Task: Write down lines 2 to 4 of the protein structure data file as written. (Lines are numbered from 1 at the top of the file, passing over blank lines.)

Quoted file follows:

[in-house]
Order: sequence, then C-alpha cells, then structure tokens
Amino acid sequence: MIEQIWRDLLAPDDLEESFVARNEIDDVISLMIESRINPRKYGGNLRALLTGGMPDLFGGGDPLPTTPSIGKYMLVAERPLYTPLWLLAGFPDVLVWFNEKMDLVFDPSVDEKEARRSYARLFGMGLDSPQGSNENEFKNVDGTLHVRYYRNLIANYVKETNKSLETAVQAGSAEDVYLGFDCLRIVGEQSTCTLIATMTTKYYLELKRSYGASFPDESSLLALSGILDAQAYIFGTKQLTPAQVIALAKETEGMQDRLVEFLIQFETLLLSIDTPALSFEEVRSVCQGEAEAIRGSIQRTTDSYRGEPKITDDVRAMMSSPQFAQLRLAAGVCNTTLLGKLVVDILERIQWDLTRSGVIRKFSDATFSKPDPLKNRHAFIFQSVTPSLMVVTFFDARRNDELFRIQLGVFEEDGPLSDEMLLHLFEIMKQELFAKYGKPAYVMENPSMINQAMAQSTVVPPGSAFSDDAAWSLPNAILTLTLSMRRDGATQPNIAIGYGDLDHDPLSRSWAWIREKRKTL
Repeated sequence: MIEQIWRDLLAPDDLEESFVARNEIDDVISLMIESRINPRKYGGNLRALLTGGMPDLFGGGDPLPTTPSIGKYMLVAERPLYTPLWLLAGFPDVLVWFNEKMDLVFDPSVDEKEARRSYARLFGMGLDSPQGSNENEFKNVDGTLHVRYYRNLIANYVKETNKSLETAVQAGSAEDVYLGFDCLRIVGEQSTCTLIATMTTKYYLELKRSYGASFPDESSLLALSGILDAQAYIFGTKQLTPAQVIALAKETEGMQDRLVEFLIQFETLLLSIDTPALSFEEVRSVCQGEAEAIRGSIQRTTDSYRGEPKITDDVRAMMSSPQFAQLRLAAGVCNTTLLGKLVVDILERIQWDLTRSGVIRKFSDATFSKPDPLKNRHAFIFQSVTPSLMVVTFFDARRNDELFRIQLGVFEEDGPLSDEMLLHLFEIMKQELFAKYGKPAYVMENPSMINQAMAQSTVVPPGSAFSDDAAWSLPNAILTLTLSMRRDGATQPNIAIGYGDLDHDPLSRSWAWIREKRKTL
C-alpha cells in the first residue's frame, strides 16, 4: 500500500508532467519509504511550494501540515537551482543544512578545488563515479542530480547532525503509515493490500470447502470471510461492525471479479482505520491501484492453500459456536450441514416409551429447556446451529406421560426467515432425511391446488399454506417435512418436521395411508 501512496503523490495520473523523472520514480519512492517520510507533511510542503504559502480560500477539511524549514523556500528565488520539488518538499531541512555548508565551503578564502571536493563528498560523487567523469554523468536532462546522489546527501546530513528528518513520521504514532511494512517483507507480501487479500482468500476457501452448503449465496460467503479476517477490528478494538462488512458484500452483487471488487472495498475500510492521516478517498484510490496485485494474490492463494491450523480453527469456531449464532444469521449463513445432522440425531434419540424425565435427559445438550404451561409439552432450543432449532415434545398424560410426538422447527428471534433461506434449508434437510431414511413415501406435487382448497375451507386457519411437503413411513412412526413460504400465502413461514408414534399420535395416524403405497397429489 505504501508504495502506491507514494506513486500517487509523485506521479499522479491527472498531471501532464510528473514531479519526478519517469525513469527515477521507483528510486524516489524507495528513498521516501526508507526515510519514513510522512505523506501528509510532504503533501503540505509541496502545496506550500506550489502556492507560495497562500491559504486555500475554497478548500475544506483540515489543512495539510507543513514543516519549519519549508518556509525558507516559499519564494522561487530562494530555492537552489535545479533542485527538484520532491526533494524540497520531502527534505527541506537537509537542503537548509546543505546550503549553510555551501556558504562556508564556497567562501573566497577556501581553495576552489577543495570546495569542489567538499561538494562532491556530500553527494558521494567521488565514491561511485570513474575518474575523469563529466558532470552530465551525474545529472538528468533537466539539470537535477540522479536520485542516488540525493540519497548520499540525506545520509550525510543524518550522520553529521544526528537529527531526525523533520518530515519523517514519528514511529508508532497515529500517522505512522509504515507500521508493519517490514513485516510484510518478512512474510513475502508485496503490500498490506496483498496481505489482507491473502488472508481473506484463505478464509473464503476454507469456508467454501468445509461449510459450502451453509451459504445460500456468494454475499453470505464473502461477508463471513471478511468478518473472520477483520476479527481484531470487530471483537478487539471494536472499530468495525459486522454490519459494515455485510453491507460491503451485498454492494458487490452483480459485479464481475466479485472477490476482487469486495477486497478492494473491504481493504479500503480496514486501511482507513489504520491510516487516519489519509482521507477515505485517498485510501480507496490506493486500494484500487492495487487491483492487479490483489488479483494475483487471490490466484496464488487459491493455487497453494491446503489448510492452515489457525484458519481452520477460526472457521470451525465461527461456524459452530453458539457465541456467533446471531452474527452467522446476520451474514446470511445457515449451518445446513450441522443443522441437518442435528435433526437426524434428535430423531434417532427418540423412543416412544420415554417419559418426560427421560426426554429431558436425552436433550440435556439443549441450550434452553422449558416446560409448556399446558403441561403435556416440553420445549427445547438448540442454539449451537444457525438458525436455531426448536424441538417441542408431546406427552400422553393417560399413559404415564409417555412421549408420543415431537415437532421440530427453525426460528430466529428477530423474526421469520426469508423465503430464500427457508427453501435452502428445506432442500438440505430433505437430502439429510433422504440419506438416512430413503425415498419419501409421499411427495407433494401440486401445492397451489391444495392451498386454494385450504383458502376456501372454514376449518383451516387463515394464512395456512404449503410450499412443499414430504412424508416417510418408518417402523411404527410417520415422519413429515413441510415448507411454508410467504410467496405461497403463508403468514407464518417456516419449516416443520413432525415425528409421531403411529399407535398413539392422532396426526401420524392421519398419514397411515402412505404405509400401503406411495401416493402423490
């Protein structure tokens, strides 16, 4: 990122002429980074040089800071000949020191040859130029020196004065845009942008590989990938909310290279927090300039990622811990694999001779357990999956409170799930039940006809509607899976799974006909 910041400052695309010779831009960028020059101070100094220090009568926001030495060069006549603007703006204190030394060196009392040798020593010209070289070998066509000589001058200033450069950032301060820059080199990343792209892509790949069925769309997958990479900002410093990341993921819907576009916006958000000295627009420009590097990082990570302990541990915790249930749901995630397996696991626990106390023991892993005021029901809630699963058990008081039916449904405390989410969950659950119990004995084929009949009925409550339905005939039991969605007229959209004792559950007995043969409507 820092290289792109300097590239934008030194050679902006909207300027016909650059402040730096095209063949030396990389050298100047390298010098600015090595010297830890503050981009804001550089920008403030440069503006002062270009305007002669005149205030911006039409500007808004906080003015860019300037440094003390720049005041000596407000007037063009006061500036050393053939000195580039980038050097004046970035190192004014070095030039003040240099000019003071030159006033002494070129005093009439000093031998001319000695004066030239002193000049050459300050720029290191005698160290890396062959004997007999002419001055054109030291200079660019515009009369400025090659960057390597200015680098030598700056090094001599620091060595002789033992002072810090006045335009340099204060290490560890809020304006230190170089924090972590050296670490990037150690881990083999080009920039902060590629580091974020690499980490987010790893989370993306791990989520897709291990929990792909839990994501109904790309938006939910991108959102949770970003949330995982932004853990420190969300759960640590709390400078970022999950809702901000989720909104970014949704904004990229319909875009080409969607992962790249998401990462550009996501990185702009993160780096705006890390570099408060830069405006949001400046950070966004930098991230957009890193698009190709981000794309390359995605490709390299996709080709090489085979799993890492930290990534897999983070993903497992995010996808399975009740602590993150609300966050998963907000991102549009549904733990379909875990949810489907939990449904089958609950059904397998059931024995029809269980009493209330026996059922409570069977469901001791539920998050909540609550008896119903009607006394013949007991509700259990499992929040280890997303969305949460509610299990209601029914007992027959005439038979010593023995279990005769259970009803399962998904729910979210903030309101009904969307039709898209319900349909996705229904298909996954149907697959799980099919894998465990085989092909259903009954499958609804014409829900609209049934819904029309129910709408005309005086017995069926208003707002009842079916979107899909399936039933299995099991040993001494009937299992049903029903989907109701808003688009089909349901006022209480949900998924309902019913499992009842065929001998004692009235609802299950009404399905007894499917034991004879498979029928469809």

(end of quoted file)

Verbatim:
Order: sequence, then C-alpha cells, then structure tokens
Amino acid sequence: MIEQIWRDLLAPDDLEESFVARNEIDDVISLMIESRINPRKYGGNLRALLTGGMPDLFGGGDPLPTTPSIGKYMLVAERPLYTPLWLLAGFPDVLVWFNEKMDLVFDPSVDEKEARRSYARLFGMGLDSPQGSNENEFKNVDGTLHVRYYRNLIANYVKETNKSLETAVQAGSAEDVYLGFDCLRIVGEQSTCTLIATMTTKYYLELKRSYGASFPDESSLLALSGILDAQAYIFGTKQLTPAQVIALAKETEGMQDRLVEFLIQFETLLLSIDTPALSFEEVRSVCQGEAEAIRGSIQRTTDSYRGEPKITDDVRAMMSSPQFAQLRLAAGVCNTTLLGKLVVDILERIQWDLTRSGVIRKFSDATFSKPDPLKNRHAFIFQSVTPSLMVVTFFDARRNDELFRIQLGVFEEDGPLSDEMLLHLFEIMKQELFAKYGKPAYVMENPSMINQAMAQSTVVPPGSAFSDDAAWSLPNAILTLTLSMRRDGATQPNIAIGYGDLDHDPLSRSWAWIREKRKTL
Repeated sequence: MIEQIWRDLLAPDDLEESFVARNEIDDVISLMIESRINPRKYGGNLRALLTGGMPDLFGGGDPLPTTPSIGKYMLVAERPLYTPLWLLAGFPDVLVWFNEKMDLVFDPSVDEKEARRSYARLFGMGLDSPQGSNENEFKNVDGTLHVRYYRNLIANYVKETNKSLETAVQAGSAEDVYLGFDCLRIVGEQSTCTLIATMTTKYYLELKRSYGASFPDESSLLALSGILDAQAYIFGTKQLTPAQVIALAKETEGMQDRLVEFLIQFETLLLSIDTPALSFEEVRSVCQGEAEAIRGSIQRTTDSYRGEPKITDDVRAMMSSPQFAQLRLAAGVCNTTLLGKLVVDILERIQWDLTRSGVIRKFSDATFSKPDPLKNRHAFIFQSVTPSLMVVTFFDARRNDELFRIQLGVFEEDGPLSDEMLLHLFEIMKQELFAKYGKPAYVMENPSMINQAMAQSTVVPPGSAFSDDAAWSLPNAILTLTLSMRRDGATQPNIAIGYGDLDHDPLSRSWAWIREKRKTL